• Filming interventional radiologists who used 3-D imaging tools to place three hollow needles at the edges of a malignant kidney tumor, then pumped liquid nitrogen through the needles to freeze and kill the tumor in place, all in a minimally invasive procedure with tiny incisions and no surgery. David’s reaction when the doctor turned to him and said, “See? It’s simple!” was “Hey, can I try it?”

Swiss Statue

• Having dinner in Hamburg with another San Francisco-based crew, (DP Tomas Tucker, director Wellington Bowler, producer Larry Lauter, DIT Antonio Rosario, audio tech Gabe Monts). Coincidentally, both our crews had hired Alex Müller-Elsner at ChickenShack Productions in Hamburg as local producer. Half the evening was spent comparing trips and crews (they were heading to Paraguay the day before we left for Brazil), the other half trying to explain to Alex the maze of friendships, long work trips, partnerships and employment ties which bound us all together.

On Lake Geneva

• Seeing an amazing three-dimensional view of a patient’s skull and brain, the ganglia and nerves like ginger roots tied into a ball, a huge aneurysm like a bubble in the brain threatening to burst. The night before, the doctor had spent four hours sealing the bubble with platinum. “How do you get into the brain?” we asked.

“Through a small incision in the groin, then up through the femoral artery. We have to take a right turn at the heart, then a left turn up through the carotid artery and up into the brain.” Another minimally invasive procedure.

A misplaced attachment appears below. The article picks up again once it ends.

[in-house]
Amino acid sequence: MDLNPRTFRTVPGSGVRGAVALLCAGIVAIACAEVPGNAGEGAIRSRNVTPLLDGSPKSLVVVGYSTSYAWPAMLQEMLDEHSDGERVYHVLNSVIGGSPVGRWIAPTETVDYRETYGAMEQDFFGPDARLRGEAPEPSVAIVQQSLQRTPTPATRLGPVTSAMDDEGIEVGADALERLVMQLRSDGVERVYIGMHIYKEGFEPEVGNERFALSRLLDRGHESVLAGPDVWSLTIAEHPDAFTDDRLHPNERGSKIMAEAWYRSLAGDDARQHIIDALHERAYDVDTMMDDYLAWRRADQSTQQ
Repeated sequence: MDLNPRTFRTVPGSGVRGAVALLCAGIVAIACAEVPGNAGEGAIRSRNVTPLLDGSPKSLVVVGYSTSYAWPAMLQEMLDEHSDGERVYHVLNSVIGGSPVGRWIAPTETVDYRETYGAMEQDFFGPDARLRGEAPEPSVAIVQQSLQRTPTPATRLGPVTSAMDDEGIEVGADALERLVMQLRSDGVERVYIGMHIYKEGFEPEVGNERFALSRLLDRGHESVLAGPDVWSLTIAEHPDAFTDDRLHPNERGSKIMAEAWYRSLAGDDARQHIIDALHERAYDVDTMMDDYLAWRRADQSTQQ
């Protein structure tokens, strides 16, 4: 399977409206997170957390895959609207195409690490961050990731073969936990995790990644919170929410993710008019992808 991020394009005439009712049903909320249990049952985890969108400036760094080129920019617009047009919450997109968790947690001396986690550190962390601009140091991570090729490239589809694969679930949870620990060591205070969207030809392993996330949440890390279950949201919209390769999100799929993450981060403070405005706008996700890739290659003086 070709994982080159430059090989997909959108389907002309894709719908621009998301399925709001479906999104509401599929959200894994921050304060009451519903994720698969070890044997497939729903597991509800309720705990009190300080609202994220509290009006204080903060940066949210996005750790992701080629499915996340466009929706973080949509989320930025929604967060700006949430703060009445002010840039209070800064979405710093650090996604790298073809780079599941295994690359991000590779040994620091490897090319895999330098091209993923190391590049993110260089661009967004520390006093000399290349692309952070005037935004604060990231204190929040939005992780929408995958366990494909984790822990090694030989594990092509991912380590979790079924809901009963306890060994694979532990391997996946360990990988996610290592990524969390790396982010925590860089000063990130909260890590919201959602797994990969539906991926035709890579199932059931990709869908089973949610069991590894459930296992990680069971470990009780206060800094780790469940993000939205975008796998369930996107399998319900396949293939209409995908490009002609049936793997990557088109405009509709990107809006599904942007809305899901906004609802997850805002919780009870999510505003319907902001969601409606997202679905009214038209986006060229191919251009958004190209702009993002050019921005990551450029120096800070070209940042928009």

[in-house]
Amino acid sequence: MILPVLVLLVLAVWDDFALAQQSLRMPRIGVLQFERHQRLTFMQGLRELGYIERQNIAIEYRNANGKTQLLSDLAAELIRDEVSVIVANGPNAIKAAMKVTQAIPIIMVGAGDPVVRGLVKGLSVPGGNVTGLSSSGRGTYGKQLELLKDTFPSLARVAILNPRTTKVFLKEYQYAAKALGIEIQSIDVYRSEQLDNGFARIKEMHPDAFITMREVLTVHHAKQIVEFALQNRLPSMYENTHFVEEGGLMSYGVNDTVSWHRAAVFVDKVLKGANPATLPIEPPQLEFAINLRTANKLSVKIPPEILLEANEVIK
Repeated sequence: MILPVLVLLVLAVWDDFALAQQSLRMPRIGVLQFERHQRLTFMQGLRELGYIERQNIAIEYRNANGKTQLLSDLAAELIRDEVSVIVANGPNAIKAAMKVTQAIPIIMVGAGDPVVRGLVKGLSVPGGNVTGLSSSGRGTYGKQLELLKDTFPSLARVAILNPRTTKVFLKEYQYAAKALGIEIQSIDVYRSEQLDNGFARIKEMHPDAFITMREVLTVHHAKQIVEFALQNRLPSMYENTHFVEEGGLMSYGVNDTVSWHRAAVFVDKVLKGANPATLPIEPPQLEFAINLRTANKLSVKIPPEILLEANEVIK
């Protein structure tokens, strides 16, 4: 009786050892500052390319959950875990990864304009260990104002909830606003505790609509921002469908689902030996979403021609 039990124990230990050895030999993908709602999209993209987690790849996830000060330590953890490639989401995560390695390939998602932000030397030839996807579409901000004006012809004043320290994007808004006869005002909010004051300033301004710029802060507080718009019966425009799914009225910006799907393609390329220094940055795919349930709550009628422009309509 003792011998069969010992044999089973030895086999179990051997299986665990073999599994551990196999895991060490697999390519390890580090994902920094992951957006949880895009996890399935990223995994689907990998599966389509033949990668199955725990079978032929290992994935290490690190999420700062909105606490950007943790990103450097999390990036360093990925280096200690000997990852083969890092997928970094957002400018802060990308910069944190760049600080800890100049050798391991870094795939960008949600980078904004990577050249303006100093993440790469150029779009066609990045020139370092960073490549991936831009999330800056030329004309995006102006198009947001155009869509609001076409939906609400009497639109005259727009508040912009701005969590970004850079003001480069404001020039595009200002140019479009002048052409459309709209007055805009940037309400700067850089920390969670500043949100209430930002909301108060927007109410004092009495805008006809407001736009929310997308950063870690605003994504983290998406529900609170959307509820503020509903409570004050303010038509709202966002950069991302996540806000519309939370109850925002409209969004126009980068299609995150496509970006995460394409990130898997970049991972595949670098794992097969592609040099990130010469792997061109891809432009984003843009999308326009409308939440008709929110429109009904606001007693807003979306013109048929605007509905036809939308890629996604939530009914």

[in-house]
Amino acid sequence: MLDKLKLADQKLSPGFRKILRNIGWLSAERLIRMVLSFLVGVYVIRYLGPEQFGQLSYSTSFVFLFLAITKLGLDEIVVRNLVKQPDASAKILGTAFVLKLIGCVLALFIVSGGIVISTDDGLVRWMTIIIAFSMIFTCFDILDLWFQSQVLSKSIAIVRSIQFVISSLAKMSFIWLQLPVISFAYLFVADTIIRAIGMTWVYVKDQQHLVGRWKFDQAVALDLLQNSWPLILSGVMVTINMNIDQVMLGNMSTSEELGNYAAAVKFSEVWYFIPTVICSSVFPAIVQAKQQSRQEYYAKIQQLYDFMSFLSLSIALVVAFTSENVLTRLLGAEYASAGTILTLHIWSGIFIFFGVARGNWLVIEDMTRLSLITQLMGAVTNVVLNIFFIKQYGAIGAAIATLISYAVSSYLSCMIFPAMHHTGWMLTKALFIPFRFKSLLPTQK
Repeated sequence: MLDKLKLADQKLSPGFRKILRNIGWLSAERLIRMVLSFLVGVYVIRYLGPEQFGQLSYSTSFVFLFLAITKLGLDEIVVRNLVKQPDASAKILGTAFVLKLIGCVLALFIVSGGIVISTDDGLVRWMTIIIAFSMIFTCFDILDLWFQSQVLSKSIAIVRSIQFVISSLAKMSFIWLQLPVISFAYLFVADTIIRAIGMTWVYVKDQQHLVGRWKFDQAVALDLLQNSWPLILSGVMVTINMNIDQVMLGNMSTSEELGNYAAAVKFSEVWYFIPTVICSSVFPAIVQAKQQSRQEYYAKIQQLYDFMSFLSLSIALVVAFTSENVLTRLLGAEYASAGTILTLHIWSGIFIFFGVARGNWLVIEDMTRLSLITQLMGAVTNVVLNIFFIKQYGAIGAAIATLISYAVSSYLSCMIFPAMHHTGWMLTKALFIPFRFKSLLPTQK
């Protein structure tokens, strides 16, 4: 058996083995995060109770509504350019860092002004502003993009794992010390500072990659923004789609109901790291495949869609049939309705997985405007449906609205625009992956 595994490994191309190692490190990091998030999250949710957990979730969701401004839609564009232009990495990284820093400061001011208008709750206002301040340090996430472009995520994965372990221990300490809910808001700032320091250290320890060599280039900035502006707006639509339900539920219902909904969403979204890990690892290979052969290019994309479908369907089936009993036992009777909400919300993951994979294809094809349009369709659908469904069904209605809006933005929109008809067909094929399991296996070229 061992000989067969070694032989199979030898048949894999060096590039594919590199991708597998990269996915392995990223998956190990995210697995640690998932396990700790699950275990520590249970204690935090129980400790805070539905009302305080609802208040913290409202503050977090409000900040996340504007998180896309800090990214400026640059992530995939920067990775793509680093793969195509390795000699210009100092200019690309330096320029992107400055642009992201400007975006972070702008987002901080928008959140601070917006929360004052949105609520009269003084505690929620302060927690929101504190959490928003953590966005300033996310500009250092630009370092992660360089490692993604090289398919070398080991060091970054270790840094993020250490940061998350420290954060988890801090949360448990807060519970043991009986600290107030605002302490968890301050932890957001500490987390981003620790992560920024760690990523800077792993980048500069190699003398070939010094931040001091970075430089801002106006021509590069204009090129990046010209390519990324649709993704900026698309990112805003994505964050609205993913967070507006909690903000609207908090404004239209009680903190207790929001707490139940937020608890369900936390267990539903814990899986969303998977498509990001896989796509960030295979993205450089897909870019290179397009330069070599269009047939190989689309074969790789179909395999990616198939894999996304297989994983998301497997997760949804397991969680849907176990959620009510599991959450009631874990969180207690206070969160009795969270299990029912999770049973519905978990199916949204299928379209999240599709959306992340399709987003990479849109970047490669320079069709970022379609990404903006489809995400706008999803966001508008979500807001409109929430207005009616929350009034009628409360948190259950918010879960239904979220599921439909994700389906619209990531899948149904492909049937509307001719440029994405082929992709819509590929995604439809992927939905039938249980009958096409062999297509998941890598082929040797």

“How long does it take to get from the groin to the brain?” asked Jim.

“About 30 seconds,” said the doc.

Brazil Penguin

• Spending a wonderful Sunday hour on a video Skype with my wife in California, from my hotel room in Switzerland, then watching the second half of that night’s Giants’ game live on my laptop through my subscription. And several nights later, watching the final, clinching game of the Giants’ season live on Randy’s computer in Brazil.

Tea Room at the Four Seasons, Geneva

• Hearing from our Brazilian producers upon arrival that to be understood in Portuguese, we should “say it in Spanish, but sing it!”

Jim, Lori, Bill and Randy in Ribeirao Preto, Brazil